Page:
You have to admit, though, that there’s a downside to playing God. It’s exhausting. It requires constant Control Girl maneuvering. And even when you’re vigilant for decades, you can’t be sure you’ll get your happy ending. Because it’s really not up to you. It’s up to the real God—who invites you to find joy in surrendering to Him.

You have to admit. There's a downside to playing God. It's exhausting. It requires constant maneuvering. And even when you're vigilant for decades, you can't be sure you'll get your happy ending. Because it's really not up to you. It's up to the… Click To Tweet

Rachel’s Mistake

When I was writing Control Girl: Lessons on Surrendering Your Burden of Control From Seven Women in the Bible the Bible woman I found most disappointing was Rachel. I was so sure I would love her story, since she was beautiful and had a guy who was obviously in love with her. But Rachel’s story was actually pretty disappointing. She spent her whole life trying to create her happy ending of a big family. She would alternate between pacing in front of an empty crib, then leveraging what she could to fill it.

When Rachel finally did have a baby she named him “Joseph” which means “may he add”. One baby wasn’t enough for her. Remember God? Her happy ending needed to be filled with lots of babies. Rachel did end up having another baby, but her life was cut short in childbirth. What a sad ending—not at all, a happy one. Yet here’s the thing. I believe Rachel could have had a whole life of happiness.

She got to be the mom of Joseph, for crying out loud. And she was one of the mothers of Israel—God’s people. From our perspective, thousands of years later, Rachel played a pretty important role. No, things didn’t go as she hoped or dreamed, but they went exactly according to God’s plan. And she got to be part of it!

What Are You Pacing in Front Of?

Think about your own story. Maybe you’re not pacing in front of an empty crib, but I’ll bet you’re pacing in front of some happy ending dream. Is it a job? A relationship? An award? A lifestyle? What is the one thing that you don’t think you could be happy without?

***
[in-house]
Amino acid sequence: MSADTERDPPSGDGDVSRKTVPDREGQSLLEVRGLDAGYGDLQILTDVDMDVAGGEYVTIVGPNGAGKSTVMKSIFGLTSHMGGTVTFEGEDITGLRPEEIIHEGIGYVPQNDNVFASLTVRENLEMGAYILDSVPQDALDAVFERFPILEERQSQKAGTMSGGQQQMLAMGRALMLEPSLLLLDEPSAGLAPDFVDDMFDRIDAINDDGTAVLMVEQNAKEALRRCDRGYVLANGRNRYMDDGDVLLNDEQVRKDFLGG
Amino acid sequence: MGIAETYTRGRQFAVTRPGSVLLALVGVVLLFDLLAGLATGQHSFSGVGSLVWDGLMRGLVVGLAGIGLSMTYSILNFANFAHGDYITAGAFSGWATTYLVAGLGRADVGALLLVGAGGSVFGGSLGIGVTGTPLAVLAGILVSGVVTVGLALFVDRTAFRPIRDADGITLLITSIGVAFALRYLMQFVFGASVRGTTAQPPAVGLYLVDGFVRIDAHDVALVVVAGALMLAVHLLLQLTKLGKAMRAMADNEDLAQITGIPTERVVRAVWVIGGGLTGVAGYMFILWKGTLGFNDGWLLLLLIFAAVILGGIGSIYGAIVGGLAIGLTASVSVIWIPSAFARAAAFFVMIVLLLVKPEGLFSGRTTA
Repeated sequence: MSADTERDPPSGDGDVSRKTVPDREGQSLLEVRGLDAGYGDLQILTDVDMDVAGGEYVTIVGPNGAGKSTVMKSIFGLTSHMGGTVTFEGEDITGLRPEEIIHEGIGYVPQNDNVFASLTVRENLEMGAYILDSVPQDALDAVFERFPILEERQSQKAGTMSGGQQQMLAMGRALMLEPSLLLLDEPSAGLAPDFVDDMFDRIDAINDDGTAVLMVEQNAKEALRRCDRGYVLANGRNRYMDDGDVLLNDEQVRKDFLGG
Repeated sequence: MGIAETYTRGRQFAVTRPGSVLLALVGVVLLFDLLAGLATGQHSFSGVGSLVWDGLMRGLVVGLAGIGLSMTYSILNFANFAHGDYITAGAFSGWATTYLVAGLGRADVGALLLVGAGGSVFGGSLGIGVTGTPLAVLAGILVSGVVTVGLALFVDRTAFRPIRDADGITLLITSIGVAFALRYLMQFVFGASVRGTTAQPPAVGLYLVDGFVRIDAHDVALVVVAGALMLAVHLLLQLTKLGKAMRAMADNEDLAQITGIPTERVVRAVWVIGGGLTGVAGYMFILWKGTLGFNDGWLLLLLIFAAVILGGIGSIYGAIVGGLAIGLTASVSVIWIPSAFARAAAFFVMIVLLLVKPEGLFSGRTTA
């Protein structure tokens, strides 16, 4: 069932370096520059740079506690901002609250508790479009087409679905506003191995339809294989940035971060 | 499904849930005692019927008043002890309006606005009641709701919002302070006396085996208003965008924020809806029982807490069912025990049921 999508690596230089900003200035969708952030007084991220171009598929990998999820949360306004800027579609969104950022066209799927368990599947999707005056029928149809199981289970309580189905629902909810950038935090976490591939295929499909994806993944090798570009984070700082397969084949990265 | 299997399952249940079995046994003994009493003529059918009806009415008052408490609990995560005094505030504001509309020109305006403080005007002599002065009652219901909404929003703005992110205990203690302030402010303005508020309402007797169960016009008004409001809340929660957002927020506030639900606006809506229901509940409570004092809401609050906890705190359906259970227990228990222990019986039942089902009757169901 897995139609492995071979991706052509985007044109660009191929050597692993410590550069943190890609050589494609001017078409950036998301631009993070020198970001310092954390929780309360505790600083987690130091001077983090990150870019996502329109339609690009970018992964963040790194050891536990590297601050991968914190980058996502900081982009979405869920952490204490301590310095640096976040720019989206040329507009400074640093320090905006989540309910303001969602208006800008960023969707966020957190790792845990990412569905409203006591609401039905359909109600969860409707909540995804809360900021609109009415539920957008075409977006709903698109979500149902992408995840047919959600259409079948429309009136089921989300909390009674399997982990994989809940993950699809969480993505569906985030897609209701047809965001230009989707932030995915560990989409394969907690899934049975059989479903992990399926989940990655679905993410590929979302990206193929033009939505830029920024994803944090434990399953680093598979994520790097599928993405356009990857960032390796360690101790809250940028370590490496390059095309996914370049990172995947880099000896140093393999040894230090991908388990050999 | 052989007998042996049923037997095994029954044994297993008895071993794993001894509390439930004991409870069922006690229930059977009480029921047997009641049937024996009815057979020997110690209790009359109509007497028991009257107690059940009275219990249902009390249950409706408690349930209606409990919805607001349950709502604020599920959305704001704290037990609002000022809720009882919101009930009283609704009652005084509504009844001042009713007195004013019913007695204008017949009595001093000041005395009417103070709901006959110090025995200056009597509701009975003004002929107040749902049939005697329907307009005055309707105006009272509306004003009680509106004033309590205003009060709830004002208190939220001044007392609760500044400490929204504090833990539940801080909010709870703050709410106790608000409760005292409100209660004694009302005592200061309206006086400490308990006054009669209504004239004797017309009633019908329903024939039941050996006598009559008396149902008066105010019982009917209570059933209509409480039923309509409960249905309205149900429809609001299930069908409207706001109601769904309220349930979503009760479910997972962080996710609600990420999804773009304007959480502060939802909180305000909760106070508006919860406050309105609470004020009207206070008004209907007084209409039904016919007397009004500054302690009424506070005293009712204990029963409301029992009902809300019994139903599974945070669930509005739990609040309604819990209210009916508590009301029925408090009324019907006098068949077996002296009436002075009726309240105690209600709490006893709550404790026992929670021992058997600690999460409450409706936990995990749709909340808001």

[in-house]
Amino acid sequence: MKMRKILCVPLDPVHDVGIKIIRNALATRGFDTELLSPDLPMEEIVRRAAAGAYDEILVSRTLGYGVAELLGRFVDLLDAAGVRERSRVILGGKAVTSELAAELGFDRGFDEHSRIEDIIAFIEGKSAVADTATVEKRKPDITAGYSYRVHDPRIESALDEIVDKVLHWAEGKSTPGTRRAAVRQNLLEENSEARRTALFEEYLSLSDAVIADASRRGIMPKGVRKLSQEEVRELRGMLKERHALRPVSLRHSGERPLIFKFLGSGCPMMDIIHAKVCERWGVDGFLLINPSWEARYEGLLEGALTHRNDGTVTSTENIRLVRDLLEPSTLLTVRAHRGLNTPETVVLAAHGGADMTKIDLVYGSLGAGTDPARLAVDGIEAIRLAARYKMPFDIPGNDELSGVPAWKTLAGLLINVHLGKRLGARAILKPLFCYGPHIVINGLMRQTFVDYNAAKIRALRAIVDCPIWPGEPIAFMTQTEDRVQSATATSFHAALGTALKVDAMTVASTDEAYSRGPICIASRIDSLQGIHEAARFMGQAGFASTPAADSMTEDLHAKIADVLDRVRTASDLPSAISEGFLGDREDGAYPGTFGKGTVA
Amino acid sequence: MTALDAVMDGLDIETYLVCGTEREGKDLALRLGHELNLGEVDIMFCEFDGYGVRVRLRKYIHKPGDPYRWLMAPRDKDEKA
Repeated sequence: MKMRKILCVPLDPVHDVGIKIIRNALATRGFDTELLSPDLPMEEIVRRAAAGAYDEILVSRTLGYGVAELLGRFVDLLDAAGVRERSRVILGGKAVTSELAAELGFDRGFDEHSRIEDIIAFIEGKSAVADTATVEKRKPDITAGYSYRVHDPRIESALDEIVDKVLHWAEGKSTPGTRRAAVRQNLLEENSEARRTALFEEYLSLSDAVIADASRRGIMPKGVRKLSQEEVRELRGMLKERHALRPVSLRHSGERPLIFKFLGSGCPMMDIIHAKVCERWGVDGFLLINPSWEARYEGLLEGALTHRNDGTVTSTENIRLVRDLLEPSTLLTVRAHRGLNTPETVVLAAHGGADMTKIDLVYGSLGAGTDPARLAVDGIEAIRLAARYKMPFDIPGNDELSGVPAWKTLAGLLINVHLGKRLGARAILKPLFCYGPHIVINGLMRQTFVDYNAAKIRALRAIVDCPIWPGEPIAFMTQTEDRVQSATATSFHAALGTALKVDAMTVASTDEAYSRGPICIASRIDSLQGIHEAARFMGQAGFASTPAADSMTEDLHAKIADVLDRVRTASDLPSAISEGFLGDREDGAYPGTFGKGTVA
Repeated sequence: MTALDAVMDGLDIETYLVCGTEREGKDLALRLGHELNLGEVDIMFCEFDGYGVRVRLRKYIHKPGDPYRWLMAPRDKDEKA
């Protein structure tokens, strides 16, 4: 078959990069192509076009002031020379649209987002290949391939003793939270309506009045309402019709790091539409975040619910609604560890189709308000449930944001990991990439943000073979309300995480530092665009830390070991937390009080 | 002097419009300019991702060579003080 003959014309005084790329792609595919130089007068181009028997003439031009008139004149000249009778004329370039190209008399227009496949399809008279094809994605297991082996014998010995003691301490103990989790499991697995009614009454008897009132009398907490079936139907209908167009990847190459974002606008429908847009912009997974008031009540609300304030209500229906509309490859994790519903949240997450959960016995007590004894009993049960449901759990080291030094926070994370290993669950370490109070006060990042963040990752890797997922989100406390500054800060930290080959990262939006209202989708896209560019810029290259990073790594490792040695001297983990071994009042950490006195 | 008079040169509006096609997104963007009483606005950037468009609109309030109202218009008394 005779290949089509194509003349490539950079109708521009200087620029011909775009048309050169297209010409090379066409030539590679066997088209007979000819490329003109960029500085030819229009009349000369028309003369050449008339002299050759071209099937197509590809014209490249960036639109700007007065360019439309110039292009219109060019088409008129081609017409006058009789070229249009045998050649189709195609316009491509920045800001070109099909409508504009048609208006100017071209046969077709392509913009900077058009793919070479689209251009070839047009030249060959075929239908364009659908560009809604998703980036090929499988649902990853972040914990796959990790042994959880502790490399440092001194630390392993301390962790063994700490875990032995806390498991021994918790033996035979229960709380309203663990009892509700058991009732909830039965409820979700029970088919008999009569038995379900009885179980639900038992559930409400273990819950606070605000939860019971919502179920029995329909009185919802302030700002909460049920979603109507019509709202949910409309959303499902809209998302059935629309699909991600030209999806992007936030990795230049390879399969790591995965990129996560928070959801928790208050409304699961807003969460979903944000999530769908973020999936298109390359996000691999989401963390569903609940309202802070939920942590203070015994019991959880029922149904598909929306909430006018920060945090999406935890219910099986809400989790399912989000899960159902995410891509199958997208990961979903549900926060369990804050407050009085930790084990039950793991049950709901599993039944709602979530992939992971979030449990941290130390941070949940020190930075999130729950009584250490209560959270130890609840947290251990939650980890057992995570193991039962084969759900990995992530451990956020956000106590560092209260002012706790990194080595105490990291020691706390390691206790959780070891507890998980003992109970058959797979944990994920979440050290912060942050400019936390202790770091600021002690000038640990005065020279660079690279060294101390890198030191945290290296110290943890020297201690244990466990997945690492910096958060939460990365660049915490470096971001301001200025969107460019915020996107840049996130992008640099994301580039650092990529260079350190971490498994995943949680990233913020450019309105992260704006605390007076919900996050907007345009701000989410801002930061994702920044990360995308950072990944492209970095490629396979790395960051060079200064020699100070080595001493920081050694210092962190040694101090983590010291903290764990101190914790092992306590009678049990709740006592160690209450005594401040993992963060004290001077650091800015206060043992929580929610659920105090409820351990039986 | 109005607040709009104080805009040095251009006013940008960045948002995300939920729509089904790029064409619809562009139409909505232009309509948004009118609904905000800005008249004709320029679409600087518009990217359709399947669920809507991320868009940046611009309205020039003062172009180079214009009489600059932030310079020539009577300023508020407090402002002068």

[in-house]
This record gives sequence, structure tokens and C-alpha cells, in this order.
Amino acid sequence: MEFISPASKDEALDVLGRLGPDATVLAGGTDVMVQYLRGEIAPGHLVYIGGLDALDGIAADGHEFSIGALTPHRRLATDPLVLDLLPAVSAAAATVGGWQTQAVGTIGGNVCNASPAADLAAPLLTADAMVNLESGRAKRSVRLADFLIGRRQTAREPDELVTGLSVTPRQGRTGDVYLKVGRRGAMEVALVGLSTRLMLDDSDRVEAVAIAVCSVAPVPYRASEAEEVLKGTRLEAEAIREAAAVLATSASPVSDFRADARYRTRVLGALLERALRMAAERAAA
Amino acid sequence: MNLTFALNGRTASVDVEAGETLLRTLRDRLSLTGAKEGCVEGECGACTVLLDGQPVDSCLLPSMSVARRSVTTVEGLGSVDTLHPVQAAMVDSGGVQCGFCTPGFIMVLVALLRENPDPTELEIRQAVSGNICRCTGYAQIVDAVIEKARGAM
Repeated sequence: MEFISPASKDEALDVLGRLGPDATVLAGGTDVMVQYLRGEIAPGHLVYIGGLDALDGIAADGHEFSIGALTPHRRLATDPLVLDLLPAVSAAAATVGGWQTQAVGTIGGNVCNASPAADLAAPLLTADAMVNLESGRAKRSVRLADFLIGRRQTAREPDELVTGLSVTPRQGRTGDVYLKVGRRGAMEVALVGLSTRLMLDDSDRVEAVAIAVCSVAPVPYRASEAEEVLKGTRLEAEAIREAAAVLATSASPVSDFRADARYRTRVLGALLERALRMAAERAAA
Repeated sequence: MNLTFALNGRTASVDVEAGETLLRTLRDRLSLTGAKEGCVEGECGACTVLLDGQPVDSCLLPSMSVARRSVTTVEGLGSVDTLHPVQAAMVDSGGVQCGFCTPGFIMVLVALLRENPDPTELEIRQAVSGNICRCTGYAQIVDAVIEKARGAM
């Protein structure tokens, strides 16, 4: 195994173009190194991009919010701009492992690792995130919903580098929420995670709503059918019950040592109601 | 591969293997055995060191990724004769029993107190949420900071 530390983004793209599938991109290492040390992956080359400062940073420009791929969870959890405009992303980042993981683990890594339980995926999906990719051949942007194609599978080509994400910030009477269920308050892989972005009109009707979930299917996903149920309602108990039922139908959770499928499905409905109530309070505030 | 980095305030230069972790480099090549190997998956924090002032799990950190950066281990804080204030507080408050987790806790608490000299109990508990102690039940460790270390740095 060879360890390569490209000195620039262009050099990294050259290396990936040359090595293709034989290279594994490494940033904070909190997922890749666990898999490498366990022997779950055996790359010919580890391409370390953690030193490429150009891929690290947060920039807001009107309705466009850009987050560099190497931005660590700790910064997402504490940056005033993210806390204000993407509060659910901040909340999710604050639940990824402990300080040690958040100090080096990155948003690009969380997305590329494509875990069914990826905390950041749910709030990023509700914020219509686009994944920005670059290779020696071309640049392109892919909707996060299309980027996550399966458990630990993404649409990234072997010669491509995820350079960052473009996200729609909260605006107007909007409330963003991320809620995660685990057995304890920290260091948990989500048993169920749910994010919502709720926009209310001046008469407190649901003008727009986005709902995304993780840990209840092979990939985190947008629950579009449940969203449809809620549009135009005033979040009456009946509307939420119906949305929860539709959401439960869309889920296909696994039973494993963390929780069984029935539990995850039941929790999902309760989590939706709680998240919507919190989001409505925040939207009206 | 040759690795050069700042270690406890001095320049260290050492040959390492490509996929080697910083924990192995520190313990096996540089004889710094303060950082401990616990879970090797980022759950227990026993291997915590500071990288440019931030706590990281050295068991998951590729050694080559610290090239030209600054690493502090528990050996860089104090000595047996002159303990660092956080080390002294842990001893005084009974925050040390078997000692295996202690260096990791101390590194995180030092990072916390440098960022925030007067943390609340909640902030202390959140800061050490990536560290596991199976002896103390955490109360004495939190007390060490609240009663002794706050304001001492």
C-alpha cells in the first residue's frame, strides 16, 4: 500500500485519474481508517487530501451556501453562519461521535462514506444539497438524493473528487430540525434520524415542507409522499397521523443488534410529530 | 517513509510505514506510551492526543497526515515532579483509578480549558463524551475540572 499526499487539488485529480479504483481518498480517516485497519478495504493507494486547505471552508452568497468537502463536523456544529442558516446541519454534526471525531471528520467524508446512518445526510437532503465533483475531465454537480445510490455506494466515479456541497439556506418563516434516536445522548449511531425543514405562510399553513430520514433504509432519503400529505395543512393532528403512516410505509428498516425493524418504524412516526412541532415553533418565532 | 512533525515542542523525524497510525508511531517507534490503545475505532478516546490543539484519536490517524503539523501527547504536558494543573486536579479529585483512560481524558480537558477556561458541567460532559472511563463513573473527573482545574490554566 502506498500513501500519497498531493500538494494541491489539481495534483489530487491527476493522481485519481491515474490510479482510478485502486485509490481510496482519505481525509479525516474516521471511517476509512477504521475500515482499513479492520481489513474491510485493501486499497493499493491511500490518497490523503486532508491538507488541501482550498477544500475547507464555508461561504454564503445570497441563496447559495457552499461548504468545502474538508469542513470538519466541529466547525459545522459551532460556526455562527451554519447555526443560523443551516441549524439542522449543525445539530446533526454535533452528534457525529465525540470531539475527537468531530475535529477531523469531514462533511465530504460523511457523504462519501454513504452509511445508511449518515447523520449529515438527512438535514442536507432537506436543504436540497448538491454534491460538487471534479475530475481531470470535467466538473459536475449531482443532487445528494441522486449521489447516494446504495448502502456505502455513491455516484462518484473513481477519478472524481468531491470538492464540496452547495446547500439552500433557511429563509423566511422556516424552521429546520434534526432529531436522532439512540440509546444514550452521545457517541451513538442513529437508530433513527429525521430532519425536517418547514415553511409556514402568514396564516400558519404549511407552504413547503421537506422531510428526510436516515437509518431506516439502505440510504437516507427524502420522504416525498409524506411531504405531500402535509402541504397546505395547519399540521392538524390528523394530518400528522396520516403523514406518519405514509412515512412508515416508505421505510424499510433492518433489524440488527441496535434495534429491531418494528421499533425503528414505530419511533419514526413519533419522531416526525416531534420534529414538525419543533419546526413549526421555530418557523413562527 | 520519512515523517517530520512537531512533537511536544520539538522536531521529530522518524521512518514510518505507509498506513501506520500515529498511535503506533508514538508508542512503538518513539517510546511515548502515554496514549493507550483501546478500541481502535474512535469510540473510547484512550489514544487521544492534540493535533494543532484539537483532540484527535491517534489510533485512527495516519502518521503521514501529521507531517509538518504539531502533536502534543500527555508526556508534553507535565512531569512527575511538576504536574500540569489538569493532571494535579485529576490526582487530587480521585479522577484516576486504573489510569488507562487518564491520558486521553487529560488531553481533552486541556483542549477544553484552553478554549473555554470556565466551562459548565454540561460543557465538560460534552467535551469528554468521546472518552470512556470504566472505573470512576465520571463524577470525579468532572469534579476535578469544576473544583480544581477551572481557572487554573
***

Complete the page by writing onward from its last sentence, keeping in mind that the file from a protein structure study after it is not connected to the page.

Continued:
Now think about what might represent a “Joseph” in your story. Has God given you a good gift that you have brushed off in pursuit of more? What has God already filled your arms or your life with? And could it be that you’re missing out some present joy because of some happy ending ideal?

Here’s the truth. God is in control, not you. And when you try to play his role, you’ll only become frustrated, hurt, and angry. But when you let God be God, you’re free to enjoy the life and the role He’s given you!

I’m not saying you should let go of all of your dreams. Don’t quit school or stop applying for internships. Don’t stop filling your journal with dreams about your future husband. Don’t quit your training or diet or studying plans. But do surrender the outcomes to God.

Surrender Best Practices:

Here’s what I’ve found helpful. Whenever I find myself clamping down on something as ridiculous as a hair clip, I ask myself, “Okay, Shannon. What are you trying to control here? What is the happy ending you’re clamping down on?” If I can surrender that thing on the last page, it helps me to flip back to this part of the story and surrender whatever I’m facing today.

Friend, what will you surrender today? Here’s what I know: A surrendered girl is filled with far more joy than a Control Girl.


Get the whole series HERE.



Do you know a girl, ages 15-25 who might be a Young Control Girl? Will you send THIS INVITE her way? 

Check out my Bible study, Control Girl: Lessons on Surrendering Your Burden of Control from Seven Women in the Bible.